Moreover, the lab has recently developed novel C. elegans models to study different Mitochondriopathies with a particular focus on Complex I deficiency (e.g. Leigh Syndrome, Maglioni et al. BioRxiv). The overall goal of the lab is to promote health span through the identification of novel mitochondria-regulated processes exploitable for targeted preventive or therapeutic strategies. A goal which is achieved also thanks to a recently developed platform for in vivo high-content phenotype-based screening (Maglioni et al., 2015
Sascha Weggen has pioneered the concept of γ-secretase modulation in AD therapeutics (Weggen, Nature 2001; Czirr, J Biol Chem 2008; Richter, PNAS 2010). γ-Secretase modulators are small molecules that cause a product shift from Aβ42 towards shorter and less toxic Aβ peptides. Recently, second-generation modulators with improved pharmacological properties have become available, and these are candidate drugs for AD prevention studies. The lab addresses the molecular mechanism of γ-secretase modulators and their efficacy in AD mouse models. This includes the development of novel classes of γ-secretase modulators and of chemical tools to probe the mechanism of intramembrane proteolysis by γ-secretase.
The group of Dieter Willbold is focused on the analysis of protein ligand-interactions by various methods including surface plasmon resonance and NMR spectroscopy. A particular focus lies on proteins relevant for neurodegenerative diseases.
For early diagnostics of AD, the team has developed the ultra-sensitive sFIDA assay (surface-based fluorescence intensity distribution analysis) which quantifies Aβ oligomers in CSF as a disease biomarker. In a first proof of concept study this method was succesfully used to differentiate between healthy controls, MCI- and AD patients. Moreover, the readout correlated with the severity of cognitive decline (Wang-Dietrich et al., J Alzheimers Dis. 2013). Current work focuses on standardization and higher sample throughput (Kühbach et al., Front Neurosci 2016).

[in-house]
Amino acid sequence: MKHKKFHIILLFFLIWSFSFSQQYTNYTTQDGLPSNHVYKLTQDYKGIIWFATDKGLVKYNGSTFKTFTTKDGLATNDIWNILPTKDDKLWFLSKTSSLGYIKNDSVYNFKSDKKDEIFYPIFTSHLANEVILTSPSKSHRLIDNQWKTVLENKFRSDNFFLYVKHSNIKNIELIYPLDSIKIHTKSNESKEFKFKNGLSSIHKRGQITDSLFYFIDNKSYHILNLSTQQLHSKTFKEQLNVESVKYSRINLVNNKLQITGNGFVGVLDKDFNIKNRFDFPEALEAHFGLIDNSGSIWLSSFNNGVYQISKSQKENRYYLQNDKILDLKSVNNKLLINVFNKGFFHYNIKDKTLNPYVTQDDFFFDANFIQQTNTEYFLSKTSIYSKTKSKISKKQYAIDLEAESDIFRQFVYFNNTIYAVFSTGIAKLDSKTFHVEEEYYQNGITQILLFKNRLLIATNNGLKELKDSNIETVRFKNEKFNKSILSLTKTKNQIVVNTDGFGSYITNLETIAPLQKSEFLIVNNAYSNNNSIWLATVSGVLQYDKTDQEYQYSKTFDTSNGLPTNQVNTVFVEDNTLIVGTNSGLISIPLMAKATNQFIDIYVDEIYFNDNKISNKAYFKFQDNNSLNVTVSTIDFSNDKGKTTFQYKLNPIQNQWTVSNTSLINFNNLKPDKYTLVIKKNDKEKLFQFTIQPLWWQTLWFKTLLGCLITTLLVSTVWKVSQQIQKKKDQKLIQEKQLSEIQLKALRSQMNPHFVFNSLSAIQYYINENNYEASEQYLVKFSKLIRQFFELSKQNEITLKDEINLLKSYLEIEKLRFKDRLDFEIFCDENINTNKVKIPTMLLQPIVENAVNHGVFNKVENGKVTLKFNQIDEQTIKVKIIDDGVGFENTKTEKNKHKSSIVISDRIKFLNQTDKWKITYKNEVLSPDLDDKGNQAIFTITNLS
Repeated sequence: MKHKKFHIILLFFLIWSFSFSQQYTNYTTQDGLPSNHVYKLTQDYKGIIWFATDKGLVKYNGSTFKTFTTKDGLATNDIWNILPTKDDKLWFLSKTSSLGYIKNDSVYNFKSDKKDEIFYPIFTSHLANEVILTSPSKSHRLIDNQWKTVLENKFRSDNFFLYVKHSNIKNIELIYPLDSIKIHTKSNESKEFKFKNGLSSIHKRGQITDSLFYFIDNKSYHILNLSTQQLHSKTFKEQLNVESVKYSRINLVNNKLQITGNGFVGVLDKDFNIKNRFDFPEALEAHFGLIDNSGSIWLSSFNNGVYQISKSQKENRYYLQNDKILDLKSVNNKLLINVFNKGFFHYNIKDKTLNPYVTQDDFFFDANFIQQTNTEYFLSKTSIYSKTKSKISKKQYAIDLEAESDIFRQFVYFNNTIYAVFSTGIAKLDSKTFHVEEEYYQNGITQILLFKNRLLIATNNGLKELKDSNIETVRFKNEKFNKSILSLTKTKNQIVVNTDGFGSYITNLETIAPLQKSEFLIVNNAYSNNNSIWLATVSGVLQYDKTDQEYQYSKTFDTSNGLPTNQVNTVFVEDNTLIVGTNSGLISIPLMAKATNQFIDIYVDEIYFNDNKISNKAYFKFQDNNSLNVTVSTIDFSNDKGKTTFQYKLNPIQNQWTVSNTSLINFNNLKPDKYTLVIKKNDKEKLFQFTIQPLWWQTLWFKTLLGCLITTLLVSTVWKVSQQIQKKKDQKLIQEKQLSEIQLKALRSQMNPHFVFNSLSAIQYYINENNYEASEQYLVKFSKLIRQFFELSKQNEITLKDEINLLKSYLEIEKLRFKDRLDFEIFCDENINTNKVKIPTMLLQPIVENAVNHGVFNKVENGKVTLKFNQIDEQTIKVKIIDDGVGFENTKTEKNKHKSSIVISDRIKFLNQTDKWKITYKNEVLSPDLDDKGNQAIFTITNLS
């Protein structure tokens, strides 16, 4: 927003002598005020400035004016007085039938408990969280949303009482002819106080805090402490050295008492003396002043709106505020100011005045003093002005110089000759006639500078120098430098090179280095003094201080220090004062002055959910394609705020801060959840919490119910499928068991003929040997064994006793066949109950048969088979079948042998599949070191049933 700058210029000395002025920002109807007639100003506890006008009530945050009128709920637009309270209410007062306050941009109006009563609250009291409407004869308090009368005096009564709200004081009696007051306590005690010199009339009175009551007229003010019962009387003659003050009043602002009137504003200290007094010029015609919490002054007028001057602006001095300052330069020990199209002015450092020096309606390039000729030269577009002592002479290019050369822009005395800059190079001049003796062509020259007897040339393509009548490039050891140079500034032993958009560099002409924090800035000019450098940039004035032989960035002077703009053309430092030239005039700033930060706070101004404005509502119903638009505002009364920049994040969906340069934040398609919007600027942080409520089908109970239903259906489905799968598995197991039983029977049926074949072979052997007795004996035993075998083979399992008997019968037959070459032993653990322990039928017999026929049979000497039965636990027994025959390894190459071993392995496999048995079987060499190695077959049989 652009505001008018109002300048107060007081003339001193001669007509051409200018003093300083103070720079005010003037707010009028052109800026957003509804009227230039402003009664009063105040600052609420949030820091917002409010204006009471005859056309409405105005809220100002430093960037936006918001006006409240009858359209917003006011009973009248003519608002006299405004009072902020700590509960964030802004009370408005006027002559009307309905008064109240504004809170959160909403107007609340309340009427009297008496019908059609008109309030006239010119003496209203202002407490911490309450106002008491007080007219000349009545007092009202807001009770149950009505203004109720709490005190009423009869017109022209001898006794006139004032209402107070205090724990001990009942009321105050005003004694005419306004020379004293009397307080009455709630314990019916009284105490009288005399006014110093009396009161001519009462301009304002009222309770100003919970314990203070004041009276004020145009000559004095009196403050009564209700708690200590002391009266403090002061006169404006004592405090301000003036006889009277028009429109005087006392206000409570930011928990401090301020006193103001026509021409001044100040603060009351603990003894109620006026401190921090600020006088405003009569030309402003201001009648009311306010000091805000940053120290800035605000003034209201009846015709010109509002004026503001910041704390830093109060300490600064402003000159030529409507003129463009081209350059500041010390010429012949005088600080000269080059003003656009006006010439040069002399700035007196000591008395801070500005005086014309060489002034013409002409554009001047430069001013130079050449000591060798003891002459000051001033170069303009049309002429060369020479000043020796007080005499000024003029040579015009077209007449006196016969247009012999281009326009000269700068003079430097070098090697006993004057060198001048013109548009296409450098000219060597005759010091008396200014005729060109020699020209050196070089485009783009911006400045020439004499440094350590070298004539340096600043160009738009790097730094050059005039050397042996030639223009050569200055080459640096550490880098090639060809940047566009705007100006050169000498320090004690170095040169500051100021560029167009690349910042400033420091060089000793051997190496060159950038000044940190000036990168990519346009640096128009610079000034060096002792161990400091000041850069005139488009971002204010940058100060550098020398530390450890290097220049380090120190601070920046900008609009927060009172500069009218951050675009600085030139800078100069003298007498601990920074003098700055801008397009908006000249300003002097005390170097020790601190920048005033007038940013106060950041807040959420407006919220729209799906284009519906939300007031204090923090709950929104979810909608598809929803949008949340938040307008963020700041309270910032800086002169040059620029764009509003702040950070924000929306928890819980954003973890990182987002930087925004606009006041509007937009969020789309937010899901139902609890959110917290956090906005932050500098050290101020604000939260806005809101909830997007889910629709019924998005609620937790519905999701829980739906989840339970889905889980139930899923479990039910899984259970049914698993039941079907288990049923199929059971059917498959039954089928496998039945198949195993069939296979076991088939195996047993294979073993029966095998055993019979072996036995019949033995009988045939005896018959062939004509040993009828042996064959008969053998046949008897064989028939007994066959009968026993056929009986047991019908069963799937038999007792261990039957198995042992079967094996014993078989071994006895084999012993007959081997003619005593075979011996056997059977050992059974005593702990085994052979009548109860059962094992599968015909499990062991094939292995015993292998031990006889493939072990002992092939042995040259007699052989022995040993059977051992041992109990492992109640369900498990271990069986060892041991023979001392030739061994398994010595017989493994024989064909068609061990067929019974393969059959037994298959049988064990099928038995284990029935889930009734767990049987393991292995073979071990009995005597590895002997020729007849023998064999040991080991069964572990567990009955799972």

The lab also developed an innovative therapeutic approach based on D-enantiomeric peptides selected by mirror image phage display against Aβ. The lead compound has been further developed into a drug candidate which in vitro specifically eliminates Aβ oligomers, the most toxic Aβ aggregate species. In vivo, oral treatment with the drug candidate reduces amyloid plaque load, cerebral inflammation and cognitive impairment in several AD mouse models. (Van Groen et al., ChemMedChem 2008; Van Groen et al., ChemMedChem 2009; Funke et al., ACS Chem Neurosci. 2010; Van Groen et al., Adv Protein Chem Struct Biol. 2012; Van Groen et al., J Alzheimer's Dis. 2013; Brener et al., Sci Rep 2015). After further preclinical testing has shown promising properties for the lead compound and a derivative (Jiang et al., PLoS One 2015; Leithold et al., Pharm Res 2016) the researchers are now aiming to carry out a clinical phase I study with the drug candidate in the next months. Ongoing projects aim to identify D-peptide-based drug candidates for other neurodegenerative diseases.
The collaborative research program of the DFG research training group RTG 1033 (ended 2014), which involved 12 research groups from HHU and the IUF Leibniz Research Institute for Environmental Medicine, was primarily focused on the investigation of molecular mechanisms in brain ageing and their possible links with ageing-associated neurodegenerative processes, including the investigation of strategies for prevention or delay of neurodegeneration during ageing.
Specifically, the roles of (1) oxidative stress and aging-associated gene expression, (2) aging-dependend synaptic transmission and cognitive changes, as well as the (3) detection, cellular degradation and prevention of toxic protein aggregates were addressed in collaborative multidisciplinary doctoral research projects.